Hyperbaric biofilms on engineering surfaces formed in the deep sea

Meier, Alexandra; Tsaloglou, Maria-Nefeli; Mowlem, Matthew C.; Keevil, C. William; Connelly, Douglas P.. 2013 Hyperbaric biofilms on engineering surfaces formed in the deep sea. Biofouling, 29 (9). 1029-1042.

Full text not available from this repository.


Biofouling is a major problem for long-term deployment of sensors in the marine environment. This study showed that significant biofilm formation occurred on a variety of artificial materials (glass, copper, Delrin™ and poly-methyl methacrylate [PMMA]) deployed for 10 days at a depth of 4700 m in the Cayman Trough. Biofilm surface coverage was used as an indicator of biomass. The lowest biofilm coverage was on copper and PMMA. Molecular analyses indicated that bacteria dominated the biofilms found on copper, Delrin™ and PMMA with 75, 55 and 73% coverage, respectively. Archea (66%) were dominant on the glass surface simulating interior sensor conditions, whereas Eukarya comprised the highest percentage of microflora (75%) on the glass simulating the exterior of sensors. Analysis of Denaturing Gradient Gel Electrophoresis profiles indicated that copper and Delrin™ shared the same community diversity, which was not the case for glass and PMMA, or between PMMA and copper/Delrin™. Sequence alignment matches belonged exclusively to uncultivable microorganisms, most of which were not further classified. One extracted sequence found on glass was associated with Cowellia sp., while another extracted from the PMMA surface was associated with a bacterium in the Alterominidaceae, both γ-proteobacteria. The results demonstrate the necessity of understanding biofilm formation in the deep sea and the potential need for mitigation strategies for any kind of long-term deployment of remote sensors in the marine environment.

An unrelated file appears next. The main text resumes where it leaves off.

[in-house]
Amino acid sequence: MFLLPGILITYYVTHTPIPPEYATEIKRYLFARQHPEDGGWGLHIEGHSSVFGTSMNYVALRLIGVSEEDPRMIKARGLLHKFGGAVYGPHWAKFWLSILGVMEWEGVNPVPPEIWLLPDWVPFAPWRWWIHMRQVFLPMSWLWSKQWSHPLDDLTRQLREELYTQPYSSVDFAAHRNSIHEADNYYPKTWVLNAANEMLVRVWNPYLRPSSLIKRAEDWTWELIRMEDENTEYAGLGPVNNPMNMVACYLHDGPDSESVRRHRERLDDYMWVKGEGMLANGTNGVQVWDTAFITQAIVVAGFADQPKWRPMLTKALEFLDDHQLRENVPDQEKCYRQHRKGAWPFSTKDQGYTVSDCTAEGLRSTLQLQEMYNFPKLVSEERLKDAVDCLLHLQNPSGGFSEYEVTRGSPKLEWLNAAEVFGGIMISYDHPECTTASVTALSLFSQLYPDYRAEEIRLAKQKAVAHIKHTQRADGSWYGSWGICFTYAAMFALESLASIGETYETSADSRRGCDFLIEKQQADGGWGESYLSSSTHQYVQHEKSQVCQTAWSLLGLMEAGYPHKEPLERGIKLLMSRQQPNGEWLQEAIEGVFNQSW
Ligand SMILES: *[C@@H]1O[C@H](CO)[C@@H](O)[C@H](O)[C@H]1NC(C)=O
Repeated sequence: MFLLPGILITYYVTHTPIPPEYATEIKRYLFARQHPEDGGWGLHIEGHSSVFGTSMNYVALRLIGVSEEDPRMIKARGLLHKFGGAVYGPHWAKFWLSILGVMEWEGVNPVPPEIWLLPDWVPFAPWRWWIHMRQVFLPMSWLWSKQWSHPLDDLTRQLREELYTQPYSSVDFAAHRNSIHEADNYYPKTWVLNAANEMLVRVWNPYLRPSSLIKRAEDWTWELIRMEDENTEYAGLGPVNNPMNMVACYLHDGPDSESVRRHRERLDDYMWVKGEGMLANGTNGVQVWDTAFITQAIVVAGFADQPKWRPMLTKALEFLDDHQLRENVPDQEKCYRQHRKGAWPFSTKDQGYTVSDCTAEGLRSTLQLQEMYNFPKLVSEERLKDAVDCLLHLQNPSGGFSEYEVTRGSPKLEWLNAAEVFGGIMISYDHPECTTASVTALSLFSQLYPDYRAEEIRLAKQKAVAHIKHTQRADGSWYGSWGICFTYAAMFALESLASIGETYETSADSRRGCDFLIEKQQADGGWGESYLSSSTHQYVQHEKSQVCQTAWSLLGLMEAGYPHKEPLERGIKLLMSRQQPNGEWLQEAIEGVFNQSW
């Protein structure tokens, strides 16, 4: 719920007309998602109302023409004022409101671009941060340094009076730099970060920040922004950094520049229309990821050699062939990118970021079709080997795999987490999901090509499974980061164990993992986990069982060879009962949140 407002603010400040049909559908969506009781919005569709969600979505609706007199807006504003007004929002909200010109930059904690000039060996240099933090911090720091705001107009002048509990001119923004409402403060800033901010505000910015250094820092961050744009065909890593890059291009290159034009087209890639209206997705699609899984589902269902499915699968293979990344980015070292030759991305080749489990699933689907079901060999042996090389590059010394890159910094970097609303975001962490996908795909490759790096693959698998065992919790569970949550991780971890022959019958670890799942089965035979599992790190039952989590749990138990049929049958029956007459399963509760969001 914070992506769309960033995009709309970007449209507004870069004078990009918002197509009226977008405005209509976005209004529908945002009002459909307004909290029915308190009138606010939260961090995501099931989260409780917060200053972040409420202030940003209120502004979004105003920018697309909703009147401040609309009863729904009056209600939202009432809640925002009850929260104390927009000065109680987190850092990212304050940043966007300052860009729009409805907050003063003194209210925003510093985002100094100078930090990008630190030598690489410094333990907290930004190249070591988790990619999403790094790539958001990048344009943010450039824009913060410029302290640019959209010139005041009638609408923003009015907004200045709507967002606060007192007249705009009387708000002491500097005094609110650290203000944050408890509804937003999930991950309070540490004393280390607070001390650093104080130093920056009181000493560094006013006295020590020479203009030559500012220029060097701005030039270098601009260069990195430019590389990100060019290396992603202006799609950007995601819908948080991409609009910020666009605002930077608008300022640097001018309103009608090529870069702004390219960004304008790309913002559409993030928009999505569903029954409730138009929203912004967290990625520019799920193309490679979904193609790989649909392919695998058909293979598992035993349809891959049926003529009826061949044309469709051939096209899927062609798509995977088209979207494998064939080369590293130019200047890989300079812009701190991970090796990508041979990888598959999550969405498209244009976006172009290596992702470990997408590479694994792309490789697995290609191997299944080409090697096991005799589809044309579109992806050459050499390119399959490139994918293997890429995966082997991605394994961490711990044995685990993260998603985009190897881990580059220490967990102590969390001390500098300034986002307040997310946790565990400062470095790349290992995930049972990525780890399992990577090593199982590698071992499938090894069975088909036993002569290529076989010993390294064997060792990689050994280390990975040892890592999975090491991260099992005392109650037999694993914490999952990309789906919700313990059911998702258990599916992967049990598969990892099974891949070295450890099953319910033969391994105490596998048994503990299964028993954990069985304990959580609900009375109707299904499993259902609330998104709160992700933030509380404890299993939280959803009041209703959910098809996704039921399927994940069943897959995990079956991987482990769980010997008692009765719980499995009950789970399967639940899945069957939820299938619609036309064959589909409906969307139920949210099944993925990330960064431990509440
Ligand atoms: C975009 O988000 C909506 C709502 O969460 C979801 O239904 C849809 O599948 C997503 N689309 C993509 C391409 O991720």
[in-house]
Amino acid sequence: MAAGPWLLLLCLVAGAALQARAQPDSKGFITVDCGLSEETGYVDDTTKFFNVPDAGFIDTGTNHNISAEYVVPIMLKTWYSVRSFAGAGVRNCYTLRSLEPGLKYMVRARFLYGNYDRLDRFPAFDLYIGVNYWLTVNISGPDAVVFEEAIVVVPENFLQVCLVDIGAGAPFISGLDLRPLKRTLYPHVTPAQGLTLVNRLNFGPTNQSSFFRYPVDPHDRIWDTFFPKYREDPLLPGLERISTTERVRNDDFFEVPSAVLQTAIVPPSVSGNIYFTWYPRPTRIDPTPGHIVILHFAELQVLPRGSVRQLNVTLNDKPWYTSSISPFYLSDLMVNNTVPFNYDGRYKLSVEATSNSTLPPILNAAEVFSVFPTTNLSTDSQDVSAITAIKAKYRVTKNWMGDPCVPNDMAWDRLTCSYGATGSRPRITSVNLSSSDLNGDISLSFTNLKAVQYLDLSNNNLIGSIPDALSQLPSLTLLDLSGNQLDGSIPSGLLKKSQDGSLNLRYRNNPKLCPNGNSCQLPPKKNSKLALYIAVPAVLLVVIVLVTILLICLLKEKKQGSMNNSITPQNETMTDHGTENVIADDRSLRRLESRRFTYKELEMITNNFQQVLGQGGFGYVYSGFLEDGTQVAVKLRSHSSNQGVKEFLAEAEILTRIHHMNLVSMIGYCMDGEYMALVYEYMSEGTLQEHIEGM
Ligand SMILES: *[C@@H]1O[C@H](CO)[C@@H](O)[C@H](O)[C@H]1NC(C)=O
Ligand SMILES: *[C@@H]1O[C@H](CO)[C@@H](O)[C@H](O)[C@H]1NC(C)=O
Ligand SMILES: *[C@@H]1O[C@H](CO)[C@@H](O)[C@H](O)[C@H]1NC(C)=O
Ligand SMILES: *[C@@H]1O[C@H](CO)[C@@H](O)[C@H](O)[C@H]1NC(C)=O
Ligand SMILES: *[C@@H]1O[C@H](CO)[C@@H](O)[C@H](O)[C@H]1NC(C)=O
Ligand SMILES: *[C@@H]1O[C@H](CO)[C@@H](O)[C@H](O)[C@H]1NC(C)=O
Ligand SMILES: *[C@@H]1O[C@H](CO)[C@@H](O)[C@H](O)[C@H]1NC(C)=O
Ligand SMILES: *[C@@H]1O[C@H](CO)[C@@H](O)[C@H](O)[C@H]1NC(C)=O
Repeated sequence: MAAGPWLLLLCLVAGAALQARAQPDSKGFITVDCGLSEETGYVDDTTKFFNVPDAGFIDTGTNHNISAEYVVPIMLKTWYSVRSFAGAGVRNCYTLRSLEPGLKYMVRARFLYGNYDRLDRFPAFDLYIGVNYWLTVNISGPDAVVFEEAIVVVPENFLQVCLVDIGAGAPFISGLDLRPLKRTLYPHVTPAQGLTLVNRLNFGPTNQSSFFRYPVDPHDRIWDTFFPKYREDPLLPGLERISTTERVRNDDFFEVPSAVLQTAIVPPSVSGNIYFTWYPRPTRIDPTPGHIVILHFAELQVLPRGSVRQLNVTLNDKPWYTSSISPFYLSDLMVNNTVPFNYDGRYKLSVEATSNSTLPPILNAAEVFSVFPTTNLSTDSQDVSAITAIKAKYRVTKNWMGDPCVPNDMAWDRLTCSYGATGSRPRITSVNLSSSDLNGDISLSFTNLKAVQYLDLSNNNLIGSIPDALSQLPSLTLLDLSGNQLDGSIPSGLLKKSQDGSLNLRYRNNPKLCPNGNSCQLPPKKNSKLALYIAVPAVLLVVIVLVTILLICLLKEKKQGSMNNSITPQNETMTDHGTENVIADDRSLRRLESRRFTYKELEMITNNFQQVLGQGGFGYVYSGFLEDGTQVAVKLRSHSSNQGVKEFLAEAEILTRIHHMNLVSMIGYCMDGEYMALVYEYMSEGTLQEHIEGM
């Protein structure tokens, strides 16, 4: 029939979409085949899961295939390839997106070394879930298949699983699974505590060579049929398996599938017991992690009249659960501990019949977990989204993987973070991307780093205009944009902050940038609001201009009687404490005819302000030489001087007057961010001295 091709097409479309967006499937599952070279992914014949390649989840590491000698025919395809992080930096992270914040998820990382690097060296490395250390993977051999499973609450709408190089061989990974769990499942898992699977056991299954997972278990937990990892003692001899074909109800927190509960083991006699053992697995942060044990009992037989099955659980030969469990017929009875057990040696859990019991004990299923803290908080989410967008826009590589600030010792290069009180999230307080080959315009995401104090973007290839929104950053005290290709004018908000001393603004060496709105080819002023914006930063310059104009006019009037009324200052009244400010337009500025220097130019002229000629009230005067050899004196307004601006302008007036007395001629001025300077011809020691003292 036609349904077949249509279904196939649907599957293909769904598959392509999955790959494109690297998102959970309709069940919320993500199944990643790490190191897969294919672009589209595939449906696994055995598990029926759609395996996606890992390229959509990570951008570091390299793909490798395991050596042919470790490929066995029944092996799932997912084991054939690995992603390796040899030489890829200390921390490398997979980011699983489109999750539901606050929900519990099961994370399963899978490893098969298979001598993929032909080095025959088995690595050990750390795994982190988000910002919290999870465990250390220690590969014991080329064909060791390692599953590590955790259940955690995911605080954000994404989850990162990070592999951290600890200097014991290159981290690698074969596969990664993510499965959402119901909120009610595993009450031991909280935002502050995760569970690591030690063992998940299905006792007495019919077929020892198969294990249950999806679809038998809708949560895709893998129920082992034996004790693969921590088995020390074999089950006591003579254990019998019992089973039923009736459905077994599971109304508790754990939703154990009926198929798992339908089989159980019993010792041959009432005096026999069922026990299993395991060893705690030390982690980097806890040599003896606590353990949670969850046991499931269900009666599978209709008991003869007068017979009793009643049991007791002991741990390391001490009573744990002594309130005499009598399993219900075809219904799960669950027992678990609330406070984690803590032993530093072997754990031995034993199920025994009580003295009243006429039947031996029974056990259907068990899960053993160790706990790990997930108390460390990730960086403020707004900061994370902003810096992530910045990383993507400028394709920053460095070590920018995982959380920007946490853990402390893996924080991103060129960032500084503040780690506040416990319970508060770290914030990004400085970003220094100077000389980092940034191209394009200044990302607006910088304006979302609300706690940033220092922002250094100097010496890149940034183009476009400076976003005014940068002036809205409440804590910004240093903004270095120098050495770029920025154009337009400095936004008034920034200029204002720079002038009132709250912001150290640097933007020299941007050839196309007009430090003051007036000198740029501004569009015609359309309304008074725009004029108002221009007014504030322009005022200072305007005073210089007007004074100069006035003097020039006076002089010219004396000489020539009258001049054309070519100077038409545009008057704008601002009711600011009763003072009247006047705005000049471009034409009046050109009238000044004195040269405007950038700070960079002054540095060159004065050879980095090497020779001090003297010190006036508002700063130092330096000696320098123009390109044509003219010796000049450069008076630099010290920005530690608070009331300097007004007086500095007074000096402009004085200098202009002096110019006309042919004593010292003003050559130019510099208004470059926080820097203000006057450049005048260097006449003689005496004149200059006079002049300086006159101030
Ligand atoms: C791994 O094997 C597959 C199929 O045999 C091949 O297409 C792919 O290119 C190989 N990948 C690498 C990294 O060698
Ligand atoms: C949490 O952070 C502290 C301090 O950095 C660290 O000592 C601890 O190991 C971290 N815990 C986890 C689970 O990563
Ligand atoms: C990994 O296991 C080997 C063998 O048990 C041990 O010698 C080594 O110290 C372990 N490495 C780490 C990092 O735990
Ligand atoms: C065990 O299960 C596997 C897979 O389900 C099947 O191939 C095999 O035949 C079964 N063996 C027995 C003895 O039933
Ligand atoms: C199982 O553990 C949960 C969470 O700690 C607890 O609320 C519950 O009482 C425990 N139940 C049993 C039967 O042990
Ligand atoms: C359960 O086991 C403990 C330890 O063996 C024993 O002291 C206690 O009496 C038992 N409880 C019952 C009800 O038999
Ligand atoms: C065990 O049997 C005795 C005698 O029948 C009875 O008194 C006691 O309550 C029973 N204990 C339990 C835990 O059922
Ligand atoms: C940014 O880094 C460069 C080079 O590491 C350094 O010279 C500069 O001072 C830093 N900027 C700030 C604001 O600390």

Item Type: Publication - Article
Digital Object Identifier (DOI):
ISSN: 0892-7014
Additional Keywords: biofouling, biofilm formation, deep sea, hyperbaric biofilm
Date made live: 08 Nov 2013 09:57 +0 (UTC)

Actions (login required)

View Item View Item

Document Downloads

Downloads for past 30 days

Downloads per month over past year

More statistics for this item...